At Lawrenceville, N.J.–based Hamilton Jewelers, president Hank Siegel has noticed an uptick in wealthy clients over the past 12 months. “We found interest in fine items from $20,000 up,” he says. “Better timepieces had a bit of a resurgence.”
|Private Reserve emerald and diamond necklace; $35,000; Hamilton Jewelers, Lawrenceville, N.J.||Roberto Coin Fantasia Collection diamond bangle in 18k white gold; $32,600; Hamilton Jewelers, Lawrenceville, N.J.|
Though the bridal and watch categories remain strong, he can’t pinpoint any one item as a big seller. “It is a little of everything and a lot of nothing,” Siegel says. “It used to be, when planning, we could pretty much call our business within a few percentage points. But today, we have no idea. It could be an important emerald one day, and something else the other. The consumer is extremely fickle.”
And the economy remains a huge concern. “Most of the clients who fall into the affluent category are businesspeople,” he continues. “They think, when you have a problem, you deal with it; you don’t fool around. So when Washington started to delay raising the debt ceiling, they just didn’t understand it.”
Alan Friedland, co-owner of Ream Jewelers in Lancaster, Pa., was a little more sanguine about problems in the financial sector. “If you have money in the market, you don’t panic. The market goes up, the market goes down. I don’t think that impacts us,” he says.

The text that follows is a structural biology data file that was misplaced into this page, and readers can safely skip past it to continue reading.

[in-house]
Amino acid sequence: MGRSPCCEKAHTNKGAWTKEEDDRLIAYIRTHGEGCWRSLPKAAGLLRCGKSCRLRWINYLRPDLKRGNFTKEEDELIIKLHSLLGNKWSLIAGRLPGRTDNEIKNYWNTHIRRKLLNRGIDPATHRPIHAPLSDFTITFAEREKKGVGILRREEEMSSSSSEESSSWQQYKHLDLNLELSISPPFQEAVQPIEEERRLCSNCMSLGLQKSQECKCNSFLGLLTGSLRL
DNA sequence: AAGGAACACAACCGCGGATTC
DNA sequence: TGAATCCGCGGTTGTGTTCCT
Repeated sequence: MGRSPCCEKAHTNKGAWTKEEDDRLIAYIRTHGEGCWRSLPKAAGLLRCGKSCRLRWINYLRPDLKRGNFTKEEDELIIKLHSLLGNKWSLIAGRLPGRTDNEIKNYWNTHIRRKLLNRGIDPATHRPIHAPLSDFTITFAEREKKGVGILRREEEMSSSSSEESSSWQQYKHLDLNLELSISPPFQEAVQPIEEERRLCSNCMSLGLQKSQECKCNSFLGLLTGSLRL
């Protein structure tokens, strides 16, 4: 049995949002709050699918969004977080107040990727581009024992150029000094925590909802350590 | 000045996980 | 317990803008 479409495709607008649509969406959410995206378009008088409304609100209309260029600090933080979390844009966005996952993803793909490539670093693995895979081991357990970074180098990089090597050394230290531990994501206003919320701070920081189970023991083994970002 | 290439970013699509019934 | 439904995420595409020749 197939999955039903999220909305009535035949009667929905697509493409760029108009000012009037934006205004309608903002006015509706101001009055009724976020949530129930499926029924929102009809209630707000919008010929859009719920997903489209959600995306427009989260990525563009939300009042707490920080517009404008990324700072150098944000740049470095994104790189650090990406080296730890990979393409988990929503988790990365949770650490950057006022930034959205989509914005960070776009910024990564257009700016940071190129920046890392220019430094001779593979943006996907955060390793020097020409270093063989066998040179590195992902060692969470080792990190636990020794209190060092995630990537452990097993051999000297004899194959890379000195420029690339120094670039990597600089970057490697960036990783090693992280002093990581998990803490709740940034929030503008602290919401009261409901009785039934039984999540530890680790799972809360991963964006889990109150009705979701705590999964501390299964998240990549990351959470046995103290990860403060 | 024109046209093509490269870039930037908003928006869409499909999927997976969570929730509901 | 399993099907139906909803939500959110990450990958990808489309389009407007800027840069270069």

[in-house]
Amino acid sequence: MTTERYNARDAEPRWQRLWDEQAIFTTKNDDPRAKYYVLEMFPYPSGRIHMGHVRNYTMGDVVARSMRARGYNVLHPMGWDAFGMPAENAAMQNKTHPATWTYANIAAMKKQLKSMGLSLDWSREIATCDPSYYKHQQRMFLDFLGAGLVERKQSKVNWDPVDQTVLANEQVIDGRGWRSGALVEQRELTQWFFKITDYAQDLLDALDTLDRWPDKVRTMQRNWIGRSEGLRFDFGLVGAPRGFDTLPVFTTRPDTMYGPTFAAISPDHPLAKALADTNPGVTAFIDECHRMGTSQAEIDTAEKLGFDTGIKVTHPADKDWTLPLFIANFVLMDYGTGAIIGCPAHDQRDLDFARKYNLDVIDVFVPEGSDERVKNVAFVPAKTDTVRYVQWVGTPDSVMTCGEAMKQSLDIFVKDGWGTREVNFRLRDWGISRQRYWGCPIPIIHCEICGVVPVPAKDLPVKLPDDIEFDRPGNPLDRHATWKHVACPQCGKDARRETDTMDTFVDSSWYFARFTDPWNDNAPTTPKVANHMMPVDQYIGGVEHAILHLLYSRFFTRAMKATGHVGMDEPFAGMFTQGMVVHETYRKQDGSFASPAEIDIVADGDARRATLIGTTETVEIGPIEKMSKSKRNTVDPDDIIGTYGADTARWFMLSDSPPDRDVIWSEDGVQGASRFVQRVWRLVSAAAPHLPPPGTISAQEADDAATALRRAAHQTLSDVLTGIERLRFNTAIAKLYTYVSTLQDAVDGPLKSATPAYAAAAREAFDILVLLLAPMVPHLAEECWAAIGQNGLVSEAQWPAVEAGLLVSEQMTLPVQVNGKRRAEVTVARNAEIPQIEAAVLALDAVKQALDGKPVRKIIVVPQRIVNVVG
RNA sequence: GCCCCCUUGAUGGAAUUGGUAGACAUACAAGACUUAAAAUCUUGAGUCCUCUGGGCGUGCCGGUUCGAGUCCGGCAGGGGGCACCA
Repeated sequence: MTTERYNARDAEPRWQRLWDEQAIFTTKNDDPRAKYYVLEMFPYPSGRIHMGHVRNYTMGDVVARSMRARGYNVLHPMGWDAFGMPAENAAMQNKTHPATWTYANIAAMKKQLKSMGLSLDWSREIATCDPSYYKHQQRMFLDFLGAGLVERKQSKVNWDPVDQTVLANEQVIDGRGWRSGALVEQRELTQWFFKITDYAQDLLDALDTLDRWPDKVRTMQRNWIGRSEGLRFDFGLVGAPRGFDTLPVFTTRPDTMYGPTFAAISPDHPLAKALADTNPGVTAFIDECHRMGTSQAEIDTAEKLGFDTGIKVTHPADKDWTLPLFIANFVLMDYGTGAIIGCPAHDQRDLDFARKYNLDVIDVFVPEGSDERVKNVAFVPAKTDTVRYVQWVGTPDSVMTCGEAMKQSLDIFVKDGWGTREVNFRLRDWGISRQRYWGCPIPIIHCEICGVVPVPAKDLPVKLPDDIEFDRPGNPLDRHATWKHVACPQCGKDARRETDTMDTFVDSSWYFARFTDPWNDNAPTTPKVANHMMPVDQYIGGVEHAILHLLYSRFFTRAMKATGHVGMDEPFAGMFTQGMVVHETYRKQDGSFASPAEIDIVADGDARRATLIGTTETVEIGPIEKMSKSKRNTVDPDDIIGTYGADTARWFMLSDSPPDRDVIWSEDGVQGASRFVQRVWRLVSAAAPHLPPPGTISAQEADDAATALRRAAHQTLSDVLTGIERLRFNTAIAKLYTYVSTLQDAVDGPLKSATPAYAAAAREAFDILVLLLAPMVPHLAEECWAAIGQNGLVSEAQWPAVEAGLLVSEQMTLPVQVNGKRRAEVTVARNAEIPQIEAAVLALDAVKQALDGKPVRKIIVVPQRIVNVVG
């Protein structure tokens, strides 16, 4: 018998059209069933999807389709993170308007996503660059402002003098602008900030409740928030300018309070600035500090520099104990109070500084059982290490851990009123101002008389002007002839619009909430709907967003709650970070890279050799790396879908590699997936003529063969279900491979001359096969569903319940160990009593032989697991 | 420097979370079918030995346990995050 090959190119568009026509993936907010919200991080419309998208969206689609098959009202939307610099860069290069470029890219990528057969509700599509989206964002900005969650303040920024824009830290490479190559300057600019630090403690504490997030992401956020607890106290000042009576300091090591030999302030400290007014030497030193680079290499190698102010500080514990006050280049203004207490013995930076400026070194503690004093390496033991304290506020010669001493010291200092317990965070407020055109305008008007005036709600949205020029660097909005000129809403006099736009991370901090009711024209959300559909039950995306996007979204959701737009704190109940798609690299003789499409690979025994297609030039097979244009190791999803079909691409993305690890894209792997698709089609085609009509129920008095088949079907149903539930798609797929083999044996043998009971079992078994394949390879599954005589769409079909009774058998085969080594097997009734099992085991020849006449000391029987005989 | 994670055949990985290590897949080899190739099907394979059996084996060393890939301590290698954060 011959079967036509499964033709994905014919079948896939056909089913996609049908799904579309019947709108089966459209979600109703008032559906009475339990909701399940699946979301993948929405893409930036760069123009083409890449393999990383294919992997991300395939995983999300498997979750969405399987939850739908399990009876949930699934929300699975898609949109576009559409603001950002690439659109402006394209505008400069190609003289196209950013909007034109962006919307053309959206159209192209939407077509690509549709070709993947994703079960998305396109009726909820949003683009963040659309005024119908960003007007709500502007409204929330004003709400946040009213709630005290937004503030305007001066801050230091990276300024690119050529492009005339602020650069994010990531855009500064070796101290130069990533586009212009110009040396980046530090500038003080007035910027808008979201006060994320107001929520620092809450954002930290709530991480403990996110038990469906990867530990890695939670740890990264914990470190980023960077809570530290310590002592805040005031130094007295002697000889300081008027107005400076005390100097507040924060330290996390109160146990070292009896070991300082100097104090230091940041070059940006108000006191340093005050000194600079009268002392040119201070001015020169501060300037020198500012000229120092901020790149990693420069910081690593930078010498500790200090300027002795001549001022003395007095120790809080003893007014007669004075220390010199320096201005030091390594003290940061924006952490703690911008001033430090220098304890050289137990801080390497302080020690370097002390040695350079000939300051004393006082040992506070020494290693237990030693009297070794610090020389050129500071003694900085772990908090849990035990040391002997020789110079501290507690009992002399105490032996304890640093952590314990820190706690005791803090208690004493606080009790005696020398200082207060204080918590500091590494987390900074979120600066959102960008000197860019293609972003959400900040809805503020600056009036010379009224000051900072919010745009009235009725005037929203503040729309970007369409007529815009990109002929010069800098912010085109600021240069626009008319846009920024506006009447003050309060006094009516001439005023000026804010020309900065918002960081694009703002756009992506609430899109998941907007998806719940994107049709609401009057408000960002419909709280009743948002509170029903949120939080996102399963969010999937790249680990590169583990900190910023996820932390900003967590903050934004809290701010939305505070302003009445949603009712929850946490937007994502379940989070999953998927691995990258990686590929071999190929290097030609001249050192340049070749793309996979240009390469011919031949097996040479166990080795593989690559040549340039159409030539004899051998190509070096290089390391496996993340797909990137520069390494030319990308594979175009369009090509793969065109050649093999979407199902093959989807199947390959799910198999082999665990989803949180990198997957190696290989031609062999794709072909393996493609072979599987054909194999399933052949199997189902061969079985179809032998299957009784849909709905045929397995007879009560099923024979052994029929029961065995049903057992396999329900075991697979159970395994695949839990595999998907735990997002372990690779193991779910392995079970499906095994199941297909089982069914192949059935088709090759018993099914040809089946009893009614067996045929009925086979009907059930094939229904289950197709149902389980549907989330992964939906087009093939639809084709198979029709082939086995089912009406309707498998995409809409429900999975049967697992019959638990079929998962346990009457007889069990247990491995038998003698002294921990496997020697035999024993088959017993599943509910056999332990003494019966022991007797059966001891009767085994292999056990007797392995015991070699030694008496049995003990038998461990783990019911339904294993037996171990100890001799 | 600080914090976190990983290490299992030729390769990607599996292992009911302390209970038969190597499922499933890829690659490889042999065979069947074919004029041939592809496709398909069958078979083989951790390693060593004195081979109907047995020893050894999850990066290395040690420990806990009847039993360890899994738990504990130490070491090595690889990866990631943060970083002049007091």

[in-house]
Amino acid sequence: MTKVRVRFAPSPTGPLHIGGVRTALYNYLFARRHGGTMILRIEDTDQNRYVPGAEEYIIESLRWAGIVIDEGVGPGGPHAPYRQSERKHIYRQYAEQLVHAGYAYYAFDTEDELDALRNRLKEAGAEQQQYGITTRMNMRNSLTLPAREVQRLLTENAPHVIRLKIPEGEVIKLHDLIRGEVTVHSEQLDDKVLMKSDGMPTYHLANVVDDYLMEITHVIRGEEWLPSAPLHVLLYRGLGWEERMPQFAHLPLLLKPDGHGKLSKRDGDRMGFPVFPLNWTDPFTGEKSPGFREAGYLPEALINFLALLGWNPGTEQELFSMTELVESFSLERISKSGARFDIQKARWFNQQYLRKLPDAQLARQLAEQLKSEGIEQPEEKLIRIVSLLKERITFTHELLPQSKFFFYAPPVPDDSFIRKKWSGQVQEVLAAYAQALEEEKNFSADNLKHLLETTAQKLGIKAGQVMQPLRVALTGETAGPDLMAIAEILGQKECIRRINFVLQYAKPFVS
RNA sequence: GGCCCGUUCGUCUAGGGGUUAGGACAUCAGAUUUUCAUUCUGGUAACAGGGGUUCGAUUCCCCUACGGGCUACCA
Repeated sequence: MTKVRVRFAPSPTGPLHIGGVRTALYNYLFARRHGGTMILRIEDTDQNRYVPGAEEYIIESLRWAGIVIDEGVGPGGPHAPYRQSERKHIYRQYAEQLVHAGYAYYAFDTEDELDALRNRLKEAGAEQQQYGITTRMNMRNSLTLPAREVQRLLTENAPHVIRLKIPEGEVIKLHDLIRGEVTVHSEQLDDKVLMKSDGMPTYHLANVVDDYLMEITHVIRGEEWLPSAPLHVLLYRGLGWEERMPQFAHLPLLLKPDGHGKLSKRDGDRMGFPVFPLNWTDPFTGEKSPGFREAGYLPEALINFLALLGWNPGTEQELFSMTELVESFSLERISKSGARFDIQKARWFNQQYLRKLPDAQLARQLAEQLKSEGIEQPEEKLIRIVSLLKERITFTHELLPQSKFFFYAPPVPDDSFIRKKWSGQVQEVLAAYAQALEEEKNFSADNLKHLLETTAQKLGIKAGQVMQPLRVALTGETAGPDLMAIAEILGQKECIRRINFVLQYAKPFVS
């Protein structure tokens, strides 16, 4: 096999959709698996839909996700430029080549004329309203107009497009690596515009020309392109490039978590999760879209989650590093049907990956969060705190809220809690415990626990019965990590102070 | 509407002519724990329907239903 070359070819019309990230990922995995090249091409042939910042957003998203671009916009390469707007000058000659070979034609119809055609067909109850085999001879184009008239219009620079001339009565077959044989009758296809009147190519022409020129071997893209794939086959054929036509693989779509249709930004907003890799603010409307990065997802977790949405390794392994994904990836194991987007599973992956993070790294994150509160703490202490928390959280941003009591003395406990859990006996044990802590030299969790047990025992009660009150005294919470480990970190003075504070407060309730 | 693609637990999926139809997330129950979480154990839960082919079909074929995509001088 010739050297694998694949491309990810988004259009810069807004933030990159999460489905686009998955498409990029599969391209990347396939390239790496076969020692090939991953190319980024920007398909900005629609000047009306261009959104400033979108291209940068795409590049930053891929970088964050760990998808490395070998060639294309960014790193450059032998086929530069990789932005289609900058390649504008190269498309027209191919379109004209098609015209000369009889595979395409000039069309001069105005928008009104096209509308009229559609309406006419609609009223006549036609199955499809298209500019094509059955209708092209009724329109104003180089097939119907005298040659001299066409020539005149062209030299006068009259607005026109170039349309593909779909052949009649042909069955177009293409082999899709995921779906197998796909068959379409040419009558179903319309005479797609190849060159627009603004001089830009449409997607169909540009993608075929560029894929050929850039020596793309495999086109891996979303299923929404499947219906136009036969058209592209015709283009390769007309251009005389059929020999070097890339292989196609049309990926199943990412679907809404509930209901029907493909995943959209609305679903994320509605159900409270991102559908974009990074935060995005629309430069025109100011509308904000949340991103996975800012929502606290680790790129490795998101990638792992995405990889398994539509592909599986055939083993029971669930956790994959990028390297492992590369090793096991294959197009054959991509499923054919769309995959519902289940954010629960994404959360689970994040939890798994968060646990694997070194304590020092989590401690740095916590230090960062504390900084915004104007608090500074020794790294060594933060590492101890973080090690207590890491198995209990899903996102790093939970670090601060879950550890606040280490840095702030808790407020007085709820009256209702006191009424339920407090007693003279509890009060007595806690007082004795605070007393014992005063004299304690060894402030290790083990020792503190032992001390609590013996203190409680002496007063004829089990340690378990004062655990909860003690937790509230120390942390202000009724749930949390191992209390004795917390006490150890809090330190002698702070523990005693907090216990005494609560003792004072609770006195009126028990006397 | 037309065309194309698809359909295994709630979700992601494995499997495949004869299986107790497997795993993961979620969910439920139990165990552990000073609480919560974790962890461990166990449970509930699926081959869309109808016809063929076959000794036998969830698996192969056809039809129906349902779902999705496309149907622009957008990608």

Topkapi necklace in platinum with 3.06 cts. t.w. diamonds, 2.35 ct. tanzanite center stone, and 680 cts. t.w. tanzanite beads by Gumuchian; $80,000; Ream Jewelers, Lancaster, Pa.
“I’m looking forward to a good Christmas,” he adds. “This isn’t five years ago, but the clientele that we cater to is starting to come in.”
Located in Amish country—“It’s not uncommon to see a horse and buggy parked next to a Mercedes at the local Costco,” he says—Ream caters to a conservative clientele that favors non-flashy looks. The store sells mostly diamond jewelry, particularly studs, as well as color and “rare, one-of-a-kind pieces.”
“People here don’t really flaunt,” Friedland says, and, perhaps, for that reason, never wrestle with embarrassment about their purchases. “Someone bought a real big diamond this morning,” he says, “and they didn’t feel funny about it at all.”
Conversely, Randy Cooper, owner of Randy Cooper Fine Jewelry in Wichita, Kan., believes her clientele had become skittish about flashing their wealth. “I think the affluent always had money, but when it was really bad [during the recession], they didn’t want to wear their diamonds and gold watches,” she says. “But last Christmas, they said, ‘Forget it; we’ll just do what we want to do with our money.’”